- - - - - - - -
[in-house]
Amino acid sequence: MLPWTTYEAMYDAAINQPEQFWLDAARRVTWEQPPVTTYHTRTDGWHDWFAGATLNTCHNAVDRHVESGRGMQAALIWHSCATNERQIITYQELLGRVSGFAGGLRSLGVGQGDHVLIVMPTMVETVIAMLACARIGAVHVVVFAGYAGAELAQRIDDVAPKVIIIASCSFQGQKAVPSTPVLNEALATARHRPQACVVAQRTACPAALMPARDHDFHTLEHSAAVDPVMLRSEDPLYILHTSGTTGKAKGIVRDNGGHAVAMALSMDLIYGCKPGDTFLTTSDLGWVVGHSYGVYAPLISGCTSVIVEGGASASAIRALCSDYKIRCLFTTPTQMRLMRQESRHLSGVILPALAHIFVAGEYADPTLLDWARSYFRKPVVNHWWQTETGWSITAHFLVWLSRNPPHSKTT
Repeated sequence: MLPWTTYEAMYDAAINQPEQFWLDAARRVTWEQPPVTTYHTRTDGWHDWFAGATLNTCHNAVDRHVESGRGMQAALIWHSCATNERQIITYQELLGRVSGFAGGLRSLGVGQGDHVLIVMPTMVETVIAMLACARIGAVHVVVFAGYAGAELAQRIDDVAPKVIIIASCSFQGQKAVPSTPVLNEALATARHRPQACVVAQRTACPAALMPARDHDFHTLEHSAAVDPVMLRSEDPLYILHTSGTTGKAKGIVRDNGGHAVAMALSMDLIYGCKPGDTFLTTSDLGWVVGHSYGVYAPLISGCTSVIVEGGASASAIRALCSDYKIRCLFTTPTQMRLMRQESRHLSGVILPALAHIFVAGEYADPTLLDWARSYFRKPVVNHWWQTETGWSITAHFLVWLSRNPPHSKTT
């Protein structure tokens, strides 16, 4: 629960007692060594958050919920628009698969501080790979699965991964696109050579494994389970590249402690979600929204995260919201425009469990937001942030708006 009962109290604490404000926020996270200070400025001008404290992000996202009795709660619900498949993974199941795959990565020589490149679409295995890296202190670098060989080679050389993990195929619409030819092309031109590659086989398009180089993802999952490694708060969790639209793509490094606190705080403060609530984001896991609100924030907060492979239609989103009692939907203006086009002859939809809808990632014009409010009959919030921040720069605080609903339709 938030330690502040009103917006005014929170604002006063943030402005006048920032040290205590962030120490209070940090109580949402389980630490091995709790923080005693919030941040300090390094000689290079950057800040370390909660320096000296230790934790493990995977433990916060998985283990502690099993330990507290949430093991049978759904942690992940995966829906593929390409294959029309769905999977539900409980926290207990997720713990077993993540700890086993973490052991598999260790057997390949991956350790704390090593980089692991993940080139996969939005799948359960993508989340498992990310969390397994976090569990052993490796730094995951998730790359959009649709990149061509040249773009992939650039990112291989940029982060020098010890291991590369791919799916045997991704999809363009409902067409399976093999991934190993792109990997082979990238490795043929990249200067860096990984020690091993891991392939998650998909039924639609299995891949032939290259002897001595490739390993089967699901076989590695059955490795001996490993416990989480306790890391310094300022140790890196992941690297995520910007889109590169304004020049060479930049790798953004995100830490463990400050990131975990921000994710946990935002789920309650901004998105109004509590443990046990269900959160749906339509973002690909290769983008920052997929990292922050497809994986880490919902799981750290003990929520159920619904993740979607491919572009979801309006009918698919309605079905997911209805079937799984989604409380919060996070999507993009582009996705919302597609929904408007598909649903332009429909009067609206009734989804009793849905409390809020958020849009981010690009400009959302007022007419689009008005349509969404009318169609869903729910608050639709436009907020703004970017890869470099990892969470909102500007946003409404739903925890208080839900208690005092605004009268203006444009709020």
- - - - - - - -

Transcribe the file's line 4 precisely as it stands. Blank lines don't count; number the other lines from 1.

């Protein structure tokens, strides 16, 4: 629960007692060594958050919920628009698969501080790979699965991964696109050579494994389970590249402690979600929204995260919201425009469990937001942030708006 009962109290604490404000926020996270200070400025001008404290992000996202009795709660619900498949993974199941795959990565020589490149679409295995890296202190670098060989080679050389993990195929619409030819092309031109590659086989398009180089993802999952490694708060969790639209793509490094606190705080403060609530984001896991609100924030907060492979239609989103009692939907203006086009002859939809809808990632014009409010009959919030921040720069605080609903339709 938030330690502040009103917006005014929170604002006063943030402005006048920032040290205590962030120490209070940090109580949402389980630490091995709790923080005693919030941040300090390094000689290079950057800040370390909660320096000296230790934790493990995977433990916060998985283990502690099993330990507290949430093991049978759904942690992940995966829906593929390409294959029309769905999977539900409980926290207990997720713990077993993540700890086993973490052991598999260790057997390949991956350790704390090593980089692991993940080139996969939005799948359960993508989340498992990310969390397994976090569990052993490796730094995951998730790359959009649709990149061509040249773009992939650039990112291989940029982060020098010890291991590369791919799916045997991704999809363009409902067409399976093999991934190993792109990997082979990238490795043929990249200067860096990984020690091993891991392939998650998909039924639609299995891949032939290259002897001595490739390993089967699901076989590695059955490795001996490993416990989480306790890391310094300022140790890196992941690297995520910007889109590169304004020049060479930049790798953004995100830490463990400050990131975990921000994710946990935002789920309650901004998105109004509590443990046990269900959160749906339509973002690909290769983008920052997929990292922050497809994986880490919902799981750290003990929520159920619904993740979607491919572009979801309006009918698919309605079905997911209805079937799984989604409380919060996070999507993009582009996705919302597609929904408007598909649903332009429909009067609206009734989804009793849905409390809020958020849009981010690009400009959302007022007419689009008005349509969404009318169609869903729910608050639709436009907020703004970017890869470099990892969470909102500007946003409404739903925890208080839900208690005092605004009268203006444009709020």